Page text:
When you look beyond Joaquin Phoenix’s fixating performance in Todd Phillips’ “Joker,” you’ll start to see that the ominous world around him is subtly connected to the dynamic arc of his character.
It was production designer Mark Friedberg who helped detail the color palette and texture of the allegory set in the 1980s where a struggling nobody named Arthur Fleck, who lives with and takes care of his aging mother (Frances Conroy), spirals down an uncontrollable path of self-destruction.
“When I first talked with Todd, my question to him was, ‘Are you all in?’” says Friedberg, whose work includes “If Beale Street Could Talk” and “Wonderstruck.” “My heart is generally in the indie world and when I read the script, I thought if it was made without compromise and risked failure, it could be a very strong movie. Todd looked at me and said, ‘That’s exactly where I’m going.’”
The script — from Phillips and Scott Silver — described a “crumbling city piled high with trash,” notes Friedberg. “It’s a harsh, gritty world that’s dehumanizing and impacts Arthur in such a profound way, so in defining Gotham, it needed to reflect a version of the character.”
Friedberg settled on the South Bronx to depict Arthur’s neighborhood of Otisburg for its hilly topography that’s as if “San Francisco and New York had a baby.” He mapped all of Gotham, including its elevated subway, to chart Arthur’s long trek home. Colors were muted and desaturated with a worn patina illustrating a “lack of care.”
Market and Broad Street in Newark, N.J., stood in for Gotham Square, but at the center of it all is where Arthur lived, a six-story Deco building that was found near Yankee Stadium.
“He’s this small thing in a very large maze, and because there are hills, his journey is quite literally upstairs,” says the production designer. “And if you think about it, he really only has a couch and a little bag of clothes. The apartment is an extension of his mother, so he’s out in the streets with everything hanging over him.”
That small bag of clothes was meticulously considered by costume designer Mark Bridges, who won Oscars for “Phantom Thread” and “The Artist.”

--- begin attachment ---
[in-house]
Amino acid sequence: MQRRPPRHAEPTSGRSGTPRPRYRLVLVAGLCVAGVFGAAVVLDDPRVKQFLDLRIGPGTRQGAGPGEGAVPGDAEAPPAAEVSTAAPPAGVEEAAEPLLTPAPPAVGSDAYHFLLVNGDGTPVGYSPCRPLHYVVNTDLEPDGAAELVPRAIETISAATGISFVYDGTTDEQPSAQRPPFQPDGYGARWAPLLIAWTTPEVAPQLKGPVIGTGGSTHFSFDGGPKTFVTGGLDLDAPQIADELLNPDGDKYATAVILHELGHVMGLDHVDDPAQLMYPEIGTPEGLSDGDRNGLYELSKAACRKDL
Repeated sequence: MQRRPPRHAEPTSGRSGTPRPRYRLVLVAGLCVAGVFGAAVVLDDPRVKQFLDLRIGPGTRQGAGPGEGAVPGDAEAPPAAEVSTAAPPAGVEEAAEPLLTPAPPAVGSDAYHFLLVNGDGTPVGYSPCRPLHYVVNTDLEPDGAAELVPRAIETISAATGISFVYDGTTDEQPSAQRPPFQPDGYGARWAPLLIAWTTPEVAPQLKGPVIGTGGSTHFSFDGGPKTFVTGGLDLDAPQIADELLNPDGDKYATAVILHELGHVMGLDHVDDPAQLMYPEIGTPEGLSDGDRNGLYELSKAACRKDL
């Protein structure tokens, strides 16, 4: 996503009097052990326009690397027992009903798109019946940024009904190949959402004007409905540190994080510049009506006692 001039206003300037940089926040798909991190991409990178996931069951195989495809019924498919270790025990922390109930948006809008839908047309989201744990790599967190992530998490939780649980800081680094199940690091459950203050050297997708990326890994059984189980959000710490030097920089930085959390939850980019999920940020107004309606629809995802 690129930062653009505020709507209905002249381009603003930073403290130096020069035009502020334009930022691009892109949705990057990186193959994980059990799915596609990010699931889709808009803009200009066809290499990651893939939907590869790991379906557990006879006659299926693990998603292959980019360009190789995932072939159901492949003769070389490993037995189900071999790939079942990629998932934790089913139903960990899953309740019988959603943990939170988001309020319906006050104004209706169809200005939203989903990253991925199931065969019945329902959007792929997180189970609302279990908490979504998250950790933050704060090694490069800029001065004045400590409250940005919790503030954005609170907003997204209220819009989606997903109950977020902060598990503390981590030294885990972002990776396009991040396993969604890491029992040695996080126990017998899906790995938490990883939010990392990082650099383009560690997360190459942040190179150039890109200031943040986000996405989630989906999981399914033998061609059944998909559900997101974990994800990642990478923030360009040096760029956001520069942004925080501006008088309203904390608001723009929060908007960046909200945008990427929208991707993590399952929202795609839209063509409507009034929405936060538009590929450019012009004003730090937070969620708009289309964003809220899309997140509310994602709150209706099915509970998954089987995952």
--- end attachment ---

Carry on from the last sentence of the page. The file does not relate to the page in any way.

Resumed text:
“I look to bring the printed page to life and try to figure out how to represent the character,” he says.
Arthur was dressed for comfort over style with a worn look to the fabric using blues, browns, maroons and khaki. His clown character touted a ’70s Charlie Chaplin silhouette in dated polyester and oversized shoes.
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One hurdle for Bridges was Phoenix’s weight loss. The designer needed to tailor clothing over several months’ time and hide the actor’s physique when called for. “With Arthur, everything is motivated organically and right before he becomes Joker we added in darker colors in his wardrobe to echo his emotions,” says Bridges.
Arthur suffers from a labyrinth of childhood trauma and mental illness and what ultimately pushes him over the edge is his mother’s lifelong lie, shaking everything he believed of himself. He suffocates her as she lies in a hospital bed and then turns to open a curtain where the sun shines on his face revealing who he truly feels he is — Joker.
“There’s a theatrical component to his character. He’s a performer. He makes a curtain in his apartment while practicing his lines. Then there’s the elevator door that acts like a curtain when we first see him as Joker. One of the biggest moments is when he walks through the curtain on ‘Live with Murray Franklin’ [Robert De Niro]. It’s a theme we explored where colors start to pop in the world,” says Friedberg.
Transforming Arthur into the smiling Joker, Bridges detailed a maroon ’70s inspired suit with a teal shirt and an orange vest so that every piece had appeared before in the story. A longer line in the jacket added a sense of confidence in his stride.
“When Mark [Friedberg] and I first started talking about color, I said, ‘Show me something and I want to react to it.’ His pitch was ’70s muscle cars and different combinations of oranges, greens and browns while saving red for the clown, Joker and blood. The costumes have a yin and yang to them where what he wore as Arthur, he eventually wears as Joker. One comes out of who he [already] is in a way.”
Asked how the entire experience came together, Friedberg notes, “Every once in a while when all 18 million pieces of filmmaking get in harmony, something good can happen. It’s what makes great movie making so difficult. Everyone has to be staring at the conductor, and no one can miss a beat.”